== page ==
Up to the time of cross-examination there was no testimony concerning a so-called mug shot of appellant. The connection between appellant and a mug shot was brought out on cross-examination by the defense. The answers of the witness were responsive to the questions, and counsel for the defense elicited the testimony by the nature of his questions. The situation presented by the facts in this case is clearly distinguishable from those in State v. Jacobs, supra, and State v. Cumbo, supra. The defense cannot complain when the objectionable material was actually introduced by the defense. Antone v. State, 49 Ariz. 168, 65 P.2d 646 (1937); Hightower v. State, 62 Ariz. 351, 158 P.2d 156 (1945); State v. Maggard, 104 Ariz. 462, 455 P.2d 259 (1969); State v. Jennings, 104 Ariz. 6, 448 P.2d 62 (1968).

The last issue raised by the appellant is that the in-court identification by the victim should have been suppressed. Appellant argues that the pretrial showing of photographs to the victim was unduly suggestive and therefore tainted the in-court identification. Stovall v. Denno, 388 U.S. 293, 87 S. Ct. 1967, 18 L. Ed. 2d 1199 (1967).

The trial court held a hearing on the motion of the defense to suppress the identification. The whole matter of the use of photographs prior to the trial was gone into. The trial court found under the totality of circumstances that the pretrial identification was not unduly suggestive and that an in-court identification would not be influenced by the prior photographic *221 identification. State v. Dessureault, 104 Ariz. 380, 453 P.2d 951, rehearing denied 104 Ariz. 439, 454 P.2d 981 (1969), cert. denied 397 U.S. 965, 90 S. Ct. 1000, 25 L. Ed. 2d 257 (1970).

A large number of photographs had been shown to the victim, in fact over 100, and she identified appellant and appellant only as the person who attacked her. She had been shown photographs in groups which did not have the appellant's photograph and she consistently indicated to the police that the photograph of the attacker was not present, but when a group of photographs was shown to the victim which contained the picture of appellant she identified him and no other.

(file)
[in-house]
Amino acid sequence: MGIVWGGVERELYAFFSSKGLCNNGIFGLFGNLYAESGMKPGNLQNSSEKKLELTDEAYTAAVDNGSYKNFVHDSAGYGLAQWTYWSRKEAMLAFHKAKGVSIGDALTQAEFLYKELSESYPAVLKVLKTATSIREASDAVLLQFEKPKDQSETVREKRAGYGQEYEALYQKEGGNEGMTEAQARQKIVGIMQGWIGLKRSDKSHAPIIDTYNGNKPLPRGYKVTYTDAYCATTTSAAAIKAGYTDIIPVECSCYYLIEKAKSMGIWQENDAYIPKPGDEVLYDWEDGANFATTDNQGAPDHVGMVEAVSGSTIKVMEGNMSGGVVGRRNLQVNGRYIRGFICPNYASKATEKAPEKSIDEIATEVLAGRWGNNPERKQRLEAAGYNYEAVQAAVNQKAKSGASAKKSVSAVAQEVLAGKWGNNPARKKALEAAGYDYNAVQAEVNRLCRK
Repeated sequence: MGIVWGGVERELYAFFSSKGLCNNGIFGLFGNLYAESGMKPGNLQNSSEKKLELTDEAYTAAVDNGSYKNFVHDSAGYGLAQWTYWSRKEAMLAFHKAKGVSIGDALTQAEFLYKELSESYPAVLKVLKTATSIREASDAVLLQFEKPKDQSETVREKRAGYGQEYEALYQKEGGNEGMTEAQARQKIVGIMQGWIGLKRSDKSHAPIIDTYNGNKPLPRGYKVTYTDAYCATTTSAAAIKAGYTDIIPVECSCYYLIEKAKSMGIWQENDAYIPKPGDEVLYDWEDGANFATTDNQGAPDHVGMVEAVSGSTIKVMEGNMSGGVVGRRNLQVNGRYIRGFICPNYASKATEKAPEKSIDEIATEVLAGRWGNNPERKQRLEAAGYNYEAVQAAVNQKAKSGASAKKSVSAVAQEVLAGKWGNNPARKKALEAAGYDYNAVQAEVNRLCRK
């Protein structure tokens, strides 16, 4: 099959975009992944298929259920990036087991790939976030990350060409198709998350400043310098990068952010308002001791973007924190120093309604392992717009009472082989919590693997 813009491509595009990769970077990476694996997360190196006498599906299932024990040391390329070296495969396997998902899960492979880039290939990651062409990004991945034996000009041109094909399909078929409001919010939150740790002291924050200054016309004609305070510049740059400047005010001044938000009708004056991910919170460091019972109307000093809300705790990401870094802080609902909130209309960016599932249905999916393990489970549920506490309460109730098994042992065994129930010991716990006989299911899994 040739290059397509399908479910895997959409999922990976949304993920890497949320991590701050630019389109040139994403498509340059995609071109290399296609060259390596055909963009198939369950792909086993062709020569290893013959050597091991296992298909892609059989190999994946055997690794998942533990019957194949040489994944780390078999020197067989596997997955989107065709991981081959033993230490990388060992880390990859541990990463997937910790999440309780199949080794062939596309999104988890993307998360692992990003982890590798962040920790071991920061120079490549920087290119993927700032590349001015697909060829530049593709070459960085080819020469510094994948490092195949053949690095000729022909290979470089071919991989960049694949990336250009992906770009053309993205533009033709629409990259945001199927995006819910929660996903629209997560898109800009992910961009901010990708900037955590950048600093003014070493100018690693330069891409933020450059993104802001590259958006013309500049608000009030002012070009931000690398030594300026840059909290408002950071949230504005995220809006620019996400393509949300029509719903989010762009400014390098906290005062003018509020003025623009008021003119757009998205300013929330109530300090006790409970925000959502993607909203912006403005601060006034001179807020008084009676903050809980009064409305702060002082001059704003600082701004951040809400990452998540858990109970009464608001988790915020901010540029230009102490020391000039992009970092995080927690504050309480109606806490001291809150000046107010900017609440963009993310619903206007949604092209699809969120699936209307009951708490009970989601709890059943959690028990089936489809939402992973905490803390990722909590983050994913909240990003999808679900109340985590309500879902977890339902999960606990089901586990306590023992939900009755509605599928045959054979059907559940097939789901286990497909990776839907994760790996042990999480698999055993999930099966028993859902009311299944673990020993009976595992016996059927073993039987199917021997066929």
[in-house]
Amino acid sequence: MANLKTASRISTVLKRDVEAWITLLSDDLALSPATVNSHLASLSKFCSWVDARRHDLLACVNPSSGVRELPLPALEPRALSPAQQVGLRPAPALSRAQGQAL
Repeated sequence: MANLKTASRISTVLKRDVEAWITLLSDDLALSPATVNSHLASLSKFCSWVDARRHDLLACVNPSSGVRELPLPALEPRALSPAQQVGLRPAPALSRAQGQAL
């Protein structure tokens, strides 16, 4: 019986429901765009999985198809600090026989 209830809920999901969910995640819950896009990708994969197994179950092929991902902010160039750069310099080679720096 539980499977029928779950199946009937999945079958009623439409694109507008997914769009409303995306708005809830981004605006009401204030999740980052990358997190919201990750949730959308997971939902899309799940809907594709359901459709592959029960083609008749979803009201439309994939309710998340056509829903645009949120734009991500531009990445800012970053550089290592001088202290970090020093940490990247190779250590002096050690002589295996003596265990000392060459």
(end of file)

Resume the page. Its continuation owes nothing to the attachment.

Appellant argues that the verbal description given by the victim to police officers was too limited for any real identification to be made. The state argues that it is often difficult for a person to express in words their visual impressions of a person's description, but this does not mean that the individual is not able to identify the suspect upon a personal observation or through photograph. From the total circumstances presented we find no reason to set aside the ruling of the trial court denying the motion to suppress.

The issue of identity was contested by the defense, and the matters presented to the court in the motion to suppress were also presented in defense to the jury to oppose or to raise a doubt as to the validity of the in-court identification of appellant by the victim. The jury found the evidence sufficient to convict the defendant, and from our review we find that there is substantial evidence to support the verdict of the jury.

We have reviewed the record to determine whether there is any fundamental error, and finding none, the judgment of conviction and sentence is affirmed.